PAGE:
2006 Philadelphia Annual Meeting (22–25 October 2006)

Paper No. 14
Presentation Time: 8:00 AM-12:00 PM


FLORES, Romeo M., U.S. Geological Survey, Box 25046 MS 939, Denver Federal Center, Denver, CO 80225 and HADIYANTO, Dr., Ministry of Energy and Mineral Resources–Republic of Indonesia, CENTER FOR GEO RESOURCES, Jalan Soekarno Hatta 444, Bandung, 40254, Indonesia, rflores@usgs.gov

Sumatran rain-fed and domed (ombrogenous) mires, supporting growths of large and tall trees at the edge, and small trees and shrubs at the center, are commonly used as models for thick coal deposits worldwide.

A study of the Batang Hari and Sungai Kumpeh River flood plains located near Jambi, Sumatra shows variations in the character of the Kumpeh, Dendang, and Endapan domed peatlands. The Kumpeh and Dendang peatlands, situated between the anastomosing Batang Hari and Sungai Kumpeh Rivers, have well developed domed topography despite the influences of active and abandoned meander channels and headward erosion of short-headed tributaries that have formed reentrants into the peatlands and aggraded flood-plain levee sediments along the peatland margins. This resulted in areally small (240-540 km2), discontinuous, lenticular peat deposits <9 m thick that have accumulated at 1.6 to 2 mm/yr. In contrast, the Endapan peatland, which formed domed to flat topography from the edge of the Batang Hari and Sungai Kumpeh Rivers to the coast, is a blanket-like (4,000 km2) peat deposit >11 m thick that accumulated at 7.85 cm/yr.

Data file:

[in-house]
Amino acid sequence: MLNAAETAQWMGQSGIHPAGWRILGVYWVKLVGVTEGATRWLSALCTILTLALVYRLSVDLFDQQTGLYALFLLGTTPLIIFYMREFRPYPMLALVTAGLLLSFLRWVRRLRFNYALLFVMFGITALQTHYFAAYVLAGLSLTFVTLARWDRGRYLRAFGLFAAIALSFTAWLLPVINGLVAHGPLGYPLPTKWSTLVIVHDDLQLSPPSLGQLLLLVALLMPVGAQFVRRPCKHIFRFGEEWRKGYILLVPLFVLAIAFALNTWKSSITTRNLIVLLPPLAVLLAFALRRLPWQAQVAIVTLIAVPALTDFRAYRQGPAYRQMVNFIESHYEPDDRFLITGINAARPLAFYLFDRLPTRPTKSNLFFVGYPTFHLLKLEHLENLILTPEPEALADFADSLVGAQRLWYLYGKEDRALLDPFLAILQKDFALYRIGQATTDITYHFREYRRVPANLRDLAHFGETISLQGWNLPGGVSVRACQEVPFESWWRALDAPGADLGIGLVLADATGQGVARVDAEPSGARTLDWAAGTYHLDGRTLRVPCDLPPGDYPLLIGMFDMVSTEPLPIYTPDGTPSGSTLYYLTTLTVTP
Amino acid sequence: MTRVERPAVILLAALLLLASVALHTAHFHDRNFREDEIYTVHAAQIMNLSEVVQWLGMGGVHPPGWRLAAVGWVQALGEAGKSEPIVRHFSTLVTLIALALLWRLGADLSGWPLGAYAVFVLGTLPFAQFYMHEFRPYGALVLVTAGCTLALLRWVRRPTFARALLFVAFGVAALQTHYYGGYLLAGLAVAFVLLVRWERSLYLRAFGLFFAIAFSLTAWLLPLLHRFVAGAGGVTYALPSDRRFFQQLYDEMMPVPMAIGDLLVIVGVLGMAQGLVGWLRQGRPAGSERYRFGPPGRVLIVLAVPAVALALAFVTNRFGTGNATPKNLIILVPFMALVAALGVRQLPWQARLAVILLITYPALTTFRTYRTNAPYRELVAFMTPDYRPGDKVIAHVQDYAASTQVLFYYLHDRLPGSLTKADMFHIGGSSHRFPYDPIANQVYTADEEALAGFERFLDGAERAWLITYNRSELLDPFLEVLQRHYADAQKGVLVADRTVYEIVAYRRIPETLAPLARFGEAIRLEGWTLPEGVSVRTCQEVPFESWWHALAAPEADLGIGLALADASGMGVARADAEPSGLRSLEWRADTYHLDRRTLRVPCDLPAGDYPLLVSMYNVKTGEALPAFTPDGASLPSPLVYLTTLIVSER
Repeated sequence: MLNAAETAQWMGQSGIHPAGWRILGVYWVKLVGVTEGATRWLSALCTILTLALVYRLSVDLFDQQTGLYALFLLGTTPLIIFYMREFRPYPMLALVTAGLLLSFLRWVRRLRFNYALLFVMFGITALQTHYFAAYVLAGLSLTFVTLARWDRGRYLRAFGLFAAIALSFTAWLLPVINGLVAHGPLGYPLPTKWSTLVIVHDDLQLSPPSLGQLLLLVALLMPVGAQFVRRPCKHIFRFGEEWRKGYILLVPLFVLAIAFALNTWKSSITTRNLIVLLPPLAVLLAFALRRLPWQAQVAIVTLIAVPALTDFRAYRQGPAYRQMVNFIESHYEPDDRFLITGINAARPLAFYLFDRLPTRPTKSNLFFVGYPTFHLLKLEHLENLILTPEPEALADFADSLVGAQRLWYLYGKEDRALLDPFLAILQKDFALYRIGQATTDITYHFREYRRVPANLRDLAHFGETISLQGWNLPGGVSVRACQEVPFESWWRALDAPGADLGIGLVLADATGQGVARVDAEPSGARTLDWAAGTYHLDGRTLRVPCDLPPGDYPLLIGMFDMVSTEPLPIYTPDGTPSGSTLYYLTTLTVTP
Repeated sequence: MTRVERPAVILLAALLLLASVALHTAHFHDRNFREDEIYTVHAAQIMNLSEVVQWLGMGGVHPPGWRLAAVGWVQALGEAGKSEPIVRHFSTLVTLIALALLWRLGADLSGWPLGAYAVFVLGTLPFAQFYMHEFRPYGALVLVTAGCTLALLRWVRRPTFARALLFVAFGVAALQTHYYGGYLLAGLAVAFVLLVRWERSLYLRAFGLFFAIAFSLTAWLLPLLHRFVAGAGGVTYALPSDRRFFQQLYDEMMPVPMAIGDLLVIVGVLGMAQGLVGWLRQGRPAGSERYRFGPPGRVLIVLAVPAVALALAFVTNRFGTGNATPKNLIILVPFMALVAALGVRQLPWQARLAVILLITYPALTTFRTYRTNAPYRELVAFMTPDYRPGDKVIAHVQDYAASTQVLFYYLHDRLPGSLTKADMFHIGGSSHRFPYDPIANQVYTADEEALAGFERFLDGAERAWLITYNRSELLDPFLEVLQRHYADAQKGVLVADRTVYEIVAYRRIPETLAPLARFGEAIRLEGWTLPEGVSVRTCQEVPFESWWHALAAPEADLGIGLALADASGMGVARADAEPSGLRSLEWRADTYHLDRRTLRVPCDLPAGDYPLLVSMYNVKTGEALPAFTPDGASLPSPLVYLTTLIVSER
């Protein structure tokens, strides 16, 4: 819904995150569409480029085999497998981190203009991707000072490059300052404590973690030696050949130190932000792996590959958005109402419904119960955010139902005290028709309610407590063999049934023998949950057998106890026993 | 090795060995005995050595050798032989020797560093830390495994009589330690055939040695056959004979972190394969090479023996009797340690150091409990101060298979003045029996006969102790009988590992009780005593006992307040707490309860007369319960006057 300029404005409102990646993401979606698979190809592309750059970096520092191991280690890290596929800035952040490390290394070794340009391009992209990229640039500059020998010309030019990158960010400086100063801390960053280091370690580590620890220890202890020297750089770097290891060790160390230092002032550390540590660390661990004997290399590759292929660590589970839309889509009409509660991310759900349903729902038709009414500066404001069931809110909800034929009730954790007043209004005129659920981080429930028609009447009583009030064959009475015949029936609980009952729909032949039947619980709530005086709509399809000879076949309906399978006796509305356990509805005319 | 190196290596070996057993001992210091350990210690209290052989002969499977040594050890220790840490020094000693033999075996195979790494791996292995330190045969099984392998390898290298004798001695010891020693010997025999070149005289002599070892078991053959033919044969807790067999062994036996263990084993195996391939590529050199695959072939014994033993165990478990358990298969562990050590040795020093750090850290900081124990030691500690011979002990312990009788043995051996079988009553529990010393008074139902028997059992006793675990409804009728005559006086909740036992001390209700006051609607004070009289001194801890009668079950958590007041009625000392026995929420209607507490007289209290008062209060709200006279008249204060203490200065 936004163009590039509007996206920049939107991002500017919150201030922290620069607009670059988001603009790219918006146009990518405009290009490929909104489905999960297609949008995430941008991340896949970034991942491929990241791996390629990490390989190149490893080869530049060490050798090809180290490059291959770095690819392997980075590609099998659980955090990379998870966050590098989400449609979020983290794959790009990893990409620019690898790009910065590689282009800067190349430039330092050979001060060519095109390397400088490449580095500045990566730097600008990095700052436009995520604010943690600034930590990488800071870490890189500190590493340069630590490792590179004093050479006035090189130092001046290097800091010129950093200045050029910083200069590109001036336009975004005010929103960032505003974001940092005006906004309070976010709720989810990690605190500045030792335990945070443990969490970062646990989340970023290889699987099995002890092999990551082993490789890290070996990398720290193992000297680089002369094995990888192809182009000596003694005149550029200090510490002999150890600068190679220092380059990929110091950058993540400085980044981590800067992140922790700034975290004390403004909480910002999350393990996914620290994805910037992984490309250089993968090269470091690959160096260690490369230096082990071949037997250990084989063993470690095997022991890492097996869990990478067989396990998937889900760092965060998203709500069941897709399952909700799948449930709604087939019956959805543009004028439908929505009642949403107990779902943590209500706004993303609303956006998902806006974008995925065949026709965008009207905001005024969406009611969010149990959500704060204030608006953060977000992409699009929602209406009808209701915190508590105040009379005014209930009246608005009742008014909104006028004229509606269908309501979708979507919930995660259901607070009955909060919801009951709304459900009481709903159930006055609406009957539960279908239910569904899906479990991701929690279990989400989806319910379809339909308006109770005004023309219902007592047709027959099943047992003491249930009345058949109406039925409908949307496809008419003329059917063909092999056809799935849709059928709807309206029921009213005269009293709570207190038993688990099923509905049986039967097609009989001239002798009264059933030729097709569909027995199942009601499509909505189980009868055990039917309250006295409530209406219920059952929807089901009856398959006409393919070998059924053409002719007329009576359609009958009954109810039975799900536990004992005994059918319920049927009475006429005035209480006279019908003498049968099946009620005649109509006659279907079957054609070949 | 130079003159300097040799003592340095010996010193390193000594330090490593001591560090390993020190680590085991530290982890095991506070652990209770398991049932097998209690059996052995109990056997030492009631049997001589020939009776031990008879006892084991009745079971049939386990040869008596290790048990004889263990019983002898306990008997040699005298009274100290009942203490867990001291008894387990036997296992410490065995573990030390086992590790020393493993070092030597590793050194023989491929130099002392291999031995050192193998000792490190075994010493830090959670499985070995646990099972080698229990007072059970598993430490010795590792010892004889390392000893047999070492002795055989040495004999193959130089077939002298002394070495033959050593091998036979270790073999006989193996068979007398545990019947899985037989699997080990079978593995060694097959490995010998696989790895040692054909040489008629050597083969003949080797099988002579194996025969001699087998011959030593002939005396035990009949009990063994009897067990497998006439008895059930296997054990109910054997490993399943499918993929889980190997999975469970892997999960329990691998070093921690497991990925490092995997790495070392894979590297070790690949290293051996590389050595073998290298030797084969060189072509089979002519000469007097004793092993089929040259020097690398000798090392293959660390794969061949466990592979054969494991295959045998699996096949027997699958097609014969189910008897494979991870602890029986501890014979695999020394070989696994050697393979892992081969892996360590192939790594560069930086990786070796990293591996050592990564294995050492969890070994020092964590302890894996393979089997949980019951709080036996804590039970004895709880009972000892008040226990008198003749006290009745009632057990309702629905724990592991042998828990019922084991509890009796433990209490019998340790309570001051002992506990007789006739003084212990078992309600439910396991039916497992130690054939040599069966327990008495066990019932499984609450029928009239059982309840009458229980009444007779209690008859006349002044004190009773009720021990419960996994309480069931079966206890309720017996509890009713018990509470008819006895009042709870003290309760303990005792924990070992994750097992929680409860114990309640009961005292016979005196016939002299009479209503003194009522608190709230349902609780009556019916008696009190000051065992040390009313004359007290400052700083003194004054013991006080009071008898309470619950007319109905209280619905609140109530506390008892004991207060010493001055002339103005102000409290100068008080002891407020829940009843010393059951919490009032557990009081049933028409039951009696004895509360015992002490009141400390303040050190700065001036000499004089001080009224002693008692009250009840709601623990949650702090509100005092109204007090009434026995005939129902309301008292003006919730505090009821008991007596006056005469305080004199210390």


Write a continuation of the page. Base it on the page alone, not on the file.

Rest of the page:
These data indicate that raised peatlands (Kumpeh and Dendang) along rivers reflect buildup of flood sediments that sustained robust vegetation, which in turn, accumulated topographically raised peat (<9 m thick) that reduced the extent of flooding. Conversely, flat coastal peatlands (Endapan) reflect peat accumulation (>11 m thick) from stunted vegetation that was removed from flood-sustaining nutrients. 14C dates of the Sumatran peats range from 4,250±210 to 7,580±340 BP in the alluvial plain, and 3,790±80 to 4,490±140 BP toward the coast; that is, the peatlands encroached seaward about 6 m/yr accompanied by increased peat accumulation. Thus, knowledge of distribution patterns of these peats may provide a key to the development of minable coal deposits.